Interviews can be a daunting scenario for many; when there are many of us that have been in the workforce for several years and have either progressed within their own company wanting to try something new, or for those who want a complete career change. There are several trends today that have created a unique situation for individuals that are job searching. For example, research indicates that for every entry-level position, around 144 people apply. And for every professional-level position, around 80 people apply. On top of that, more organizations are warming up to options for remote work, which significantly increases the candidate pool. These days, people must bring their A-game with their resume as well as interview! So, for those of us who may be rusty on interviewing skills, or just not as polished as others on responding to the questions, it helps to have a general understanding of what may be thrown your way once you walk into that room. Below are several common interview questions that could potentially surface during an interview.

Tell me about your current and/or previous roles.

This one will creep into every interview in some form or fashion very early in the discussion. They have your resume. They’ve read through it, which is why they called you. So why are they asking this? This is an opportunity for you to highlight what experience you have that relates to their position. Before you step foot into the interview, you should consider the following for interview questions:

  • Many studies elude to the fact that most hiring managers will make their mind up within a minute or two of first meeting you if they think you’re a good fit or not. Outside of introductions, this will typically be one of the first questions asked. If it isn’t, then remember this for whatever the first question is! This first impression is probably more important than the one you made on your first crush in school…unless you are still together!
  • You are the star of this show…everyone else there already has a job with the organization! This is an opportunity to expand on what is bulleted out on that short 1-2 pages of paper summarizing your entire career. Leverage that opportunity and demonstrate how well your experience aligns to what they are looking for.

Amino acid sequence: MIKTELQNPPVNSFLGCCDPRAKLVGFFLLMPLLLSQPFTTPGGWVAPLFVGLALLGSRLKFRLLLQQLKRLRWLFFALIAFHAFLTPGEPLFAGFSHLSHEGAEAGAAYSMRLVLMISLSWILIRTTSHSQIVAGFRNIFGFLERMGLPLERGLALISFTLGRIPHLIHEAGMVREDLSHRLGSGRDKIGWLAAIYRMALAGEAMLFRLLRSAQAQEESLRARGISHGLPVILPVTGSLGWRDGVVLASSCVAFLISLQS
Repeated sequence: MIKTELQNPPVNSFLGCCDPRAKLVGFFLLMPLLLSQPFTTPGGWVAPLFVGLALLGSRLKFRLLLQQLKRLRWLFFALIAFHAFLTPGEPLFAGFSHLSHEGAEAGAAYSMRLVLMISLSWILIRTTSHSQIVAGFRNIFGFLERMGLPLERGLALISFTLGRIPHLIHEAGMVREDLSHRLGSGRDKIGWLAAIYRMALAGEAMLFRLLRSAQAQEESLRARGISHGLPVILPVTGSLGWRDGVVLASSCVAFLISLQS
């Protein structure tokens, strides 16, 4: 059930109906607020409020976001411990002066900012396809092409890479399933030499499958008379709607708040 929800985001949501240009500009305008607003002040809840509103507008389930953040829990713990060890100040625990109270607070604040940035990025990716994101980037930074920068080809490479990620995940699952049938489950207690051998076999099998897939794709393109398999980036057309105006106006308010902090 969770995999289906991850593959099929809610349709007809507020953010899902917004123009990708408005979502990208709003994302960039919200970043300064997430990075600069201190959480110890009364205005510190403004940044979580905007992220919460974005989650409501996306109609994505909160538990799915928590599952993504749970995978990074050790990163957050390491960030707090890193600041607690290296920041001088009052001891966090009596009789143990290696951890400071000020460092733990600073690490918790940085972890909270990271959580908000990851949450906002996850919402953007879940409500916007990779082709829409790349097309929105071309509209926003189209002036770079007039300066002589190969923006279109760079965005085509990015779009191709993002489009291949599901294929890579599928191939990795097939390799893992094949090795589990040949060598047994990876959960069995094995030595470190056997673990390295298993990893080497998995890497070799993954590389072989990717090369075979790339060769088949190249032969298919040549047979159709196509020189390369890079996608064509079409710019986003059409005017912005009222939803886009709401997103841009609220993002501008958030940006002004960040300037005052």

• Take your time and ensure you understand the job posting you applied for. It isn’t necessary or even realistic at times to match every single requirement listed in a job posting, but it should be close. You should be prepared to connect a current or previous skill to the main ones listed in the posting.

Why are you looking to leave your current job?

This isn’t a trick question, and don’t answer it as such…unless you’re just trying to escape a bad manager or simply make more money. In that case, reconsider your response to this! For most people, this is going to be for reasons such as lack of professional growth opportunities, fear of position security, not aligning with the company’s vision/direction, or something similar. Be objective in the response, and ensure it doesn’t leave you sounding like an unreliable employee. In the response, it is best to tie the reason you’re looking to leave the current company into why moving to the new company will remedy that. Maybe they offer more stability, room for growth, or have a vison you can really get behind.

Don't let your body language hinder your potential hire!
Don’t let your body language hinder your potential hire!

Why did you choose (company name) to apply for this position?

This is an opportunity to see what kind of research you have done; which helps lend to what kind of work effort you may produce. Did you apply because you think the salary was way above where you were currently at? Or perhaps a friend told you how easy their job is, that they can’t believe they’re getting paid for it? Hopefully not…and if so, don’t mention it! If you are like most people, it was a solid company reputation, growth, interest in the industry, or alignment with the company’s direction. In your response, show them that you’ve done your homework. Break out a few stats such as their revenue from last year, or quote their mission statement. Unless it’s a small mom and pop operation, most organizations have a treasure trove of information located on their website. Check out their “About Us” section, their financials (sometimes under “Investors”) and their executive team. While you aren’t writing a term paper on their company, you will certainly impress when you show them you know information beyond that job posting. If you are willing to do that before even working there, imagine what you may do if you join the team.

What would you consider your greatest weakness?

This isn’t a trick question, either. They aren’t looking for the perfect employee, because the perfect employee doesn’t exist. However, there is an art to responding to this. Some people can get cornered into a bad response if not careful. Did you lose that important client without reconciling? Did you not address an issue with employees that resulted in one or more leaving or filing complaints? Whatever the case, be deliberate in your response here. There is one goal in asking this question – how you address the weakness and grow from it. In your response, you should describe what the weakness is/was, how you identified it and what you’ve done to strengthen it. If you fail to answer the latter, you could be setting yourself up for an old “Dear John” application denial.

What would you consider your greatest strength?

This is an opportunity to demonstrate what they can expect you to bring in the door with you the first day of work. Of all your strengths, make the decision on what you call out count! This should be something that aligns with one of the major responsibilities of the job. Is it sales? Then perhaps it is being able to effectively convey the purpose of a product or service. Is it a service job? Then perhaps it is your ability to provide an exceptional customer experience. Whatever it may be, it should hit at the core of what the company is about.